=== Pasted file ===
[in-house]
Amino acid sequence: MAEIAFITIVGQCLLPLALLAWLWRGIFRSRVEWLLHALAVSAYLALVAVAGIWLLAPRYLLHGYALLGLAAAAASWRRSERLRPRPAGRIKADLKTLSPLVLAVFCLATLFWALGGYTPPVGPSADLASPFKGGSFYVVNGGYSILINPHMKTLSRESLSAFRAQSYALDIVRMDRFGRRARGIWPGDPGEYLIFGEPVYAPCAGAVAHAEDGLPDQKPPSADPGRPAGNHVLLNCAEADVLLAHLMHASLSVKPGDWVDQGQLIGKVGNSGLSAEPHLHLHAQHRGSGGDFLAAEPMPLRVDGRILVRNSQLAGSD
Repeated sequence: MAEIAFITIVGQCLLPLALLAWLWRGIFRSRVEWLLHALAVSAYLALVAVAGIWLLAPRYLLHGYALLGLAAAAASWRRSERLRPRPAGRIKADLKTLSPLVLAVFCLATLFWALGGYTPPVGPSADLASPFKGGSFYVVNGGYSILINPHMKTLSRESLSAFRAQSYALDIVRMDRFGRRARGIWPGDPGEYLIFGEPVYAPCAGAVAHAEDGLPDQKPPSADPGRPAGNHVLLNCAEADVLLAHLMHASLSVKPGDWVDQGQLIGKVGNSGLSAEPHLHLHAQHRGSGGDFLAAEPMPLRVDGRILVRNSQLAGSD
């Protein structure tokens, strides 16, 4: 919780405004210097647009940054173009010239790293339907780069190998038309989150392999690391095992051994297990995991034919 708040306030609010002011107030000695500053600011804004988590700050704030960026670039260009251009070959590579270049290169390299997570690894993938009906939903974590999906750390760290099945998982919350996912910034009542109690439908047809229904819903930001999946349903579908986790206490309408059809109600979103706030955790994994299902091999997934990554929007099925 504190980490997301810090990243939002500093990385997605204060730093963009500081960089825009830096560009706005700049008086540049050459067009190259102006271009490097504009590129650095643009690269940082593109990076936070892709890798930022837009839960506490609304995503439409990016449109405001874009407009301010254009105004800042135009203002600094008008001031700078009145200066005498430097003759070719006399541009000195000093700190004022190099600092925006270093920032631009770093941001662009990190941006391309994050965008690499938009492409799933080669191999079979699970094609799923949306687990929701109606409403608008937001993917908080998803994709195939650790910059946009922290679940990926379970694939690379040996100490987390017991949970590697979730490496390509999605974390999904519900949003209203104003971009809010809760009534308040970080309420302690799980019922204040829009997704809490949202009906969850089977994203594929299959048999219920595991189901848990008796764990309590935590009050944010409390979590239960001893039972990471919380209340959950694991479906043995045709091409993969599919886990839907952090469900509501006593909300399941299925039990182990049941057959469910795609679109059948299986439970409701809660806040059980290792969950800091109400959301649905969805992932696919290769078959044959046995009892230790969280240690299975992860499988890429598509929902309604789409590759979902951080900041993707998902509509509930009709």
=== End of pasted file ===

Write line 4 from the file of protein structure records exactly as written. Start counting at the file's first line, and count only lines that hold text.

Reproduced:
């Protein structure tokens, strides 16, 4: 919780405004210097647009940054173009010239790293339907780069190998038309989150392999690391095992051994297990995991034919 708040306030609010002011107030000695500053600011804004988590700050704030960026670039260009251009070959590579270049290169390299997570690894993938009906939903974590999906750390760290099945998982919350996912910034009542109690439908047809229904819903930001999946349903579908986790206490309408059809109600979103706030955790994994299902091999997934990554929007099925 504190980490997301810090990243939002500093990385997605204060730093963009500081960089825009830096560009706005700049008086540049050459067009190259102006271009490097504009590129650095643009690269940082593109990076936070892709890798930022837009839960506490609304995503439409990016449109405001874009407009301010254009105004800042135009203002600094008008001031700078009145200066005498430097003759070719006399541009000195000093700190004022190099600092925006270093920032631009770093941001662009990190941006391309994050965008690499938009492409799933080669191999079979699970094609799923949306687990929701109606409403608008937001993917908080998803994709195939650790910059946009922290679940990926379970694939690379040996100490987390017991949970590697979730490496390509999605974390999904519900949003209203104003971009809010809760009534308040970080309420302690799980019922204040829009997704809490949202009906969850089977994203594929299959048999219920595991189901848990008796764990309590935590009050944010409390979590239960001893039972990471919380209340959950694991479906043995045709091409993969599919886990839907952090469900509501006593909300399941299925039990182990049941057959469910795609679109059948299986439970409701809660806040059980290792969950800091109400959301649905969805992932696919290769078959044959046995009892230790969280240690299975992860499988890429598509929902309604789409590759979902951080900041993707998902509509509930009709």